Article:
Elon Musk claims that his SpaceX company can provide entertainment shows to passengers in flight. SpaceX wants to demonstrate to the world that its Starlink satellite system can deliver Netflix and YouTube from 30,000 feet in the air. As a result, it recently held a media demonstration aboard a jet operated by its first airline customer, regional carrier JSX.
Why starlink is the best option?
Starlink, a subsidiary of Musk’s Space Exploration Technologies Corp., provides broadband via a network of low-flying small satellites. Lower satellites complete a 90-120-minute orbit around the Earth. This is a departure from the traditional practise of deploying a small number of powerful spacecraft in higher and slower orbits. One advantage of Starlink is that its signals arrive faster.
This is good news for the company’s core business of providing broadband to primarily rural households in sparsely populated areas. According to recent filings, Starlink has launched over 3,000 satellites and serves over 400,000 subscribers.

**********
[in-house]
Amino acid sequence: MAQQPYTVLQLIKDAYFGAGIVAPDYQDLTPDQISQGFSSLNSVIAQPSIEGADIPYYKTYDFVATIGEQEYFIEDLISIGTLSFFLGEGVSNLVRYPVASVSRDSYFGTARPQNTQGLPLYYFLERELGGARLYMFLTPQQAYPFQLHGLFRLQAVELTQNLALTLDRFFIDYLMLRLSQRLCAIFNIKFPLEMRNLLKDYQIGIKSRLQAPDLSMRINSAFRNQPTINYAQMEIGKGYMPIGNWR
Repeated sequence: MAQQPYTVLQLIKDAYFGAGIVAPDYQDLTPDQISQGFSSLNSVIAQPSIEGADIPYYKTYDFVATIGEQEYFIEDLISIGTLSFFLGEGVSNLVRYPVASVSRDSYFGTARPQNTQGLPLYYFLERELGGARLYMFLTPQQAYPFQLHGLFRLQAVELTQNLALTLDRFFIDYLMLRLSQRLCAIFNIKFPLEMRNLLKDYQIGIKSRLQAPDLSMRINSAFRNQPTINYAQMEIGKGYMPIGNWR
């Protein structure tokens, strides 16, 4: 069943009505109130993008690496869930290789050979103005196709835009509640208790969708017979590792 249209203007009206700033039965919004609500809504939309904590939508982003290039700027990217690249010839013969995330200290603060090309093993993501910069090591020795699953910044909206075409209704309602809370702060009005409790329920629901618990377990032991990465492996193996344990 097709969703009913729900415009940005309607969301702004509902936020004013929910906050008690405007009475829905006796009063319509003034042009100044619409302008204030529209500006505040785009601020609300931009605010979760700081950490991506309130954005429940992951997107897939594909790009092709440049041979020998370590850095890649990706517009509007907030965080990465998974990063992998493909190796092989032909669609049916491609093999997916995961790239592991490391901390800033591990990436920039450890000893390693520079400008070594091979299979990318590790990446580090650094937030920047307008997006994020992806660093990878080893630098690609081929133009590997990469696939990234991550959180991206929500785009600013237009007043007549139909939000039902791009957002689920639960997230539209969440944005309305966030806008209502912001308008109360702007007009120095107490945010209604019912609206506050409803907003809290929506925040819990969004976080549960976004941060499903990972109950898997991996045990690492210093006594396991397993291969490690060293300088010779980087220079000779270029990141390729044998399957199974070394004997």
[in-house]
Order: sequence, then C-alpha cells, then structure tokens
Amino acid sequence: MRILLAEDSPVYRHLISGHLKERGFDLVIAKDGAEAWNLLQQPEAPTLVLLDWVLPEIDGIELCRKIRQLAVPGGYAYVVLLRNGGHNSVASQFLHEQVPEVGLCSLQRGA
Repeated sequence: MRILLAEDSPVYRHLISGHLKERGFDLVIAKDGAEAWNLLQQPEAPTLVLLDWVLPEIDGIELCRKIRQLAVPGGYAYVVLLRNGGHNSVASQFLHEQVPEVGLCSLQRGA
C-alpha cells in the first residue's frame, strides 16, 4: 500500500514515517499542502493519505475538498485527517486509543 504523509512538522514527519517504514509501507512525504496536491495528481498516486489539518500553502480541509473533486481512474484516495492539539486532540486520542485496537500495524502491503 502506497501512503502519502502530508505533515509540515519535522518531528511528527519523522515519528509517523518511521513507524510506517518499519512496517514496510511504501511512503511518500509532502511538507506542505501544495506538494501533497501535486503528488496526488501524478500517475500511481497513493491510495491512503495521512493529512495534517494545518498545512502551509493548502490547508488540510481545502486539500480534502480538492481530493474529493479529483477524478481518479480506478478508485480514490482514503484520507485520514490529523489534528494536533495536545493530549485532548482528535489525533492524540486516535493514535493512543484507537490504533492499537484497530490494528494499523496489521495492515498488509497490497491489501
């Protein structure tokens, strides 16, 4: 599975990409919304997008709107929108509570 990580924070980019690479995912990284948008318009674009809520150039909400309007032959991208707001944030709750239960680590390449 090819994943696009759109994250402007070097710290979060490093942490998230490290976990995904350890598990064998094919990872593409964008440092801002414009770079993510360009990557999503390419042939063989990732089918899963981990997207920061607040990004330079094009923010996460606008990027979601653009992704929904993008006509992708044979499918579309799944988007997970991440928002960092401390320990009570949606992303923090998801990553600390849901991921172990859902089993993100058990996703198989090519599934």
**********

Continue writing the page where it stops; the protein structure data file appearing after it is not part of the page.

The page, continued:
One disadvantage of Musk’s technology is that small satellites have limited capacity and may struggle to meet the needs of large aircraft in congested airspace. Hundreds of planes swarm travel hubs, each carrying 100 or more connected passengers. Because satellites travel so quickly around the world, only a few may be serving a city like Atlanta and its congested airport, raising capacity concerns, according to B. Riley Financial in a note last year. According to SpaceX, projections underestimate how quickly the system is evolving.
Starlink to serve aircrafts of all sizes
Starlink claims to be able to serve aircraft of all sizes, citing an agreement with Hawaiian Airlines’ parent company to serve large Airbus and Boeing planes. Concerning the subsidy rejection, the company claimed that it was unfairly rejected by officials who based their decision on current data speeds rather than the faster service envisioned when the celestial network is completed.
“You have to get it to work, and you have to get it cheap,” said Chris Quilty, a partner at Quilty Analytics, a space and satellite industry consultant. “This is a very complicated market.” And airlines have a history of being extremely cautious.”
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